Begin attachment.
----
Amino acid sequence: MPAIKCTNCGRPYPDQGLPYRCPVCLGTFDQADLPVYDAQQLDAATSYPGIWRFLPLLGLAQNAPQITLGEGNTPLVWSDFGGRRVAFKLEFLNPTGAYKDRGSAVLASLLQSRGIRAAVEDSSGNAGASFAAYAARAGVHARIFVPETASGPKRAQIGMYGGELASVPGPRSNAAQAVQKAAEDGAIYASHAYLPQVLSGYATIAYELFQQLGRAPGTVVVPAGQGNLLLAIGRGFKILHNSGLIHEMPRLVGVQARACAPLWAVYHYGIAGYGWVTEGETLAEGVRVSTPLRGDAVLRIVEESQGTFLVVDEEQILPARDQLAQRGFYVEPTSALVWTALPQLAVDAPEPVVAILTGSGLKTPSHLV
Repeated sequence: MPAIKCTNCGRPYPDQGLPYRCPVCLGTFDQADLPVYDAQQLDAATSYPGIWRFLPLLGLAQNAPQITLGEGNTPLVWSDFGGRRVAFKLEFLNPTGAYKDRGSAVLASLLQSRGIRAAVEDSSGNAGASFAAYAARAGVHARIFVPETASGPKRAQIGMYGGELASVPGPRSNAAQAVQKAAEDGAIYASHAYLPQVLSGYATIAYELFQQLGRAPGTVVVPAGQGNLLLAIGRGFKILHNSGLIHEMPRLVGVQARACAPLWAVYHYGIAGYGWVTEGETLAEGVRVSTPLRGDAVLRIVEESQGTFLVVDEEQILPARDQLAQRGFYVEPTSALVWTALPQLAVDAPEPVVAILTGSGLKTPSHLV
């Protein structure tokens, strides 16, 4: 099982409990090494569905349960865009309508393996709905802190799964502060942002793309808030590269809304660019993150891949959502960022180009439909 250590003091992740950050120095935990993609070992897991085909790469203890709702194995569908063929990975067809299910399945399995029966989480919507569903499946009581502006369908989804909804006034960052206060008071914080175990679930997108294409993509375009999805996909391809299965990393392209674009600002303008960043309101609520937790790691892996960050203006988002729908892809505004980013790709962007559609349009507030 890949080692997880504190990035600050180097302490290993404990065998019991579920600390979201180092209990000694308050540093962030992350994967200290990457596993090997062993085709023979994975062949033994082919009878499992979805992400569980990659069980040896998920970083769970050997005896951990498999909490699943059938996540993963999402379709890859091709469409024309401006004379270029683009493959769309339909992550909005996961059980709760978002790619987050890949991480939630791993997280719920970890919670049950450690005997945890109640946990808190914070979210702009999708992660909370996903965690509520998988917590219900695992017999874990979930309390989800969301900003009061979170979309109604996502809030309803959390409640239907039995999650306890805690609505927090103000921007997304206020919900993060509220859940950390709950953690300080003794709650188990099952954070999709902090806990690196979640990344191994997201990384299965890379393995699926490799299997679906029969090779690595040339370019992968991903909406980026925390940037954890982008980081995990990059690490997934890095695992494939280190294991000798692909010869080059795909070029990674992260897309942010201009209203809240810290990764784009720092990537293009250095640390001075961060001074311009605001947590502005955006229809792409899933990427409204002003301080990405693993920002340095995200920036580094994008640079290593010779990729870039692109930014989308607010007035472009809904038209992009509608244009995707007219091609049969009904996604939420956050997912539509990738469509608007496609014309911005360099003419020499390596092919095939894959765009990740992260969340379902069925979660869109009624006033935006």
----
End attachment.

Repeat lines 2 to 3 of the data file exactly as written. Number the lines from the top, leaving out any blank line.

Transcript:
Repeated sequence: MPAIKCTNCGRPYPDQGLPYRCPVCLGTFDQADLPVYDAQQLDAATSYPGIWRFLPLLGLAQNAPQITLGEGNTPLVWSDFGGRRVAFKLEFLNPTGAYKDRGSAVLASLLQSRGIRAAVEDSSGNAGASFAAYAARAGVHARIFVPETASGPKRAQIGMYGGELASVPGPRSNAAQAVQKAAEDGAIYASHAYLPQVLSGYATIAYELFQQLGRAPGTVVVPAGQGNLLLAIGRGFKILHNSGLIHEMPRLVGVQARACAPLWAVYHYGIAGYGWVTEGETLAEGVRVSTPLRGDAVLRIVEESQGTFLVVDEEQILPARDQLAQRGFYVEPTSALVWTALPQLAVDAPEPVVAILTGSGLKTPSHLV
């Protein structure tokens, strides 16, 4: 099982409990090494569905349960865009309508393996709905802190799964502060942002793309808030590269809304660019993150891949959502960022180009439909 250590003091992740950050120095935990993609070992897991085909790469203890709702194995569908063929990975067809299910399945399995029966989480919507569903499946009581502006369908989804909804006034960052206060008071914080175990679930997108294409993509375009999805996909391809299965990393392209674009600002303008960043309101609520937790790691892996960050203006988002729908892809505004980013790709962007559609349009507030 890949080692997880504190990035600050180097302490290993404990065998019991579920600390979201180092209990000694308050540093962030992350994967200290990457596993090997062993085709023979994975062949033994082919009878499992979805992400569980990659069980040896998920970083769970050997005896951990498999909490699943059938996540993963999402379709890859091709469409024309401006004379270029683009493959769309339909992550909005996961059980709760978002790619987050890949991480939630791993997280719920970890919670049950450690005997945890109640946990808190914070979210702009999708992660909370996903965690509520998988917590219900695992017999874990979930309390989800969301900003009061979170979309109604996502809030309803959390409640239907039995999650306890805690609505927090103000921007997304206020919900993060509220859940950390709950953690300080003794709650188990099952954070999709902090806990690196979640990344191994997201990384299965890379393995699926490799299997679906029969090779690595040339370019992968991903909406980026925390940037954890982008980081995990990059690490997934890095695992494939280190294991000798692909010869080059795909070029990674992260897309942010201009209203809240810290990764784009720092990537293009250095640390001075961060001074311009605001947590502005955006229809792409899933990427409204002003301080990405693993920002340095995200920036580094994008640079290593010779990729870039692109930014989308607010007035472009809904038209992009509608244009995707007219091609049969009904996604939420956050997912539509990738469509608007496609014309911005360099003419020499390596092919095939894959765009990740992260969340379902069925979660869109009624006033935006």